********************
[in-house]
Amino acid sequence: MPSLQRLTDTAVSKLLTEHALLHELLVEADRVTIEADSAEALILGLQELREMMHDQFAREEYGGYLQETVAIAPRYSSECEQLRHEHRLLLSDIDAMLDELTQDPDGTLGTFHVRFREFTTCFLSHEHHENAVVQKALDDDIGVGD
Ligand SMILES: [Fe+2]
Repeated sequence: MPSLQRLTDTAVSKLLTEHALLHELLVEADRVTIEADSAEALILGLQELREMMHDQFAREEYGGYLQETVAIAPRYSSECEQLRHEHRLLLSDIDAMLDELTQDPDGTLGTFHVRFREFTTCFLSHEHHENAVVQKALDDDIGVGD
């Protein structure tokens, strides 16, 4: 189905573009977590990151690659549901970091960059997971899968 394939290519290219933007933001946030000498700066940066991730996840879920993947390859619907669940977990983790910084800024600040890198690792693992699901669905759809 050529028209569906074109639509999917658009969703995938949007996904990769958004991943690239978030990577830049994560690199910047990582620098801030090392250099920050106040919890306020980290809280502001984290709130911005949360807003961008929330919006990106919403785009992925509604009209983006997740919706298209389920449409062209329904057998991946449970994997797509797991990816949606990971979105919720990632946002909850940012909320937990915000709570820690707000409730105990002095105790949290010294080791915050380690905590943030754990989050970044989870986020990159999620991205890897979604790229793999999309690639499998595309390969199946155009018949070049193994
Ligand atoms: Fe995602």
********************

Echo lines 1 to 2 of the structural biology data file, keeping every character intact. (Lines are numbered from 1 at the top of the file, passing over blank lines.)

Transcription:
[in-house]
Amino acid sequence: MPSLQRLTDTAVSKLLTEHALLHELLVEADRVTIEADSAEALILGLQELREMMHDQFAREEYGGYLQETVAIAPRYSSECEQLRHEHRLLLSDIDAMLDELTQDPDGTLGTFHVRFREFTTCFLSHEHHENAVVQKALDDDIGVGD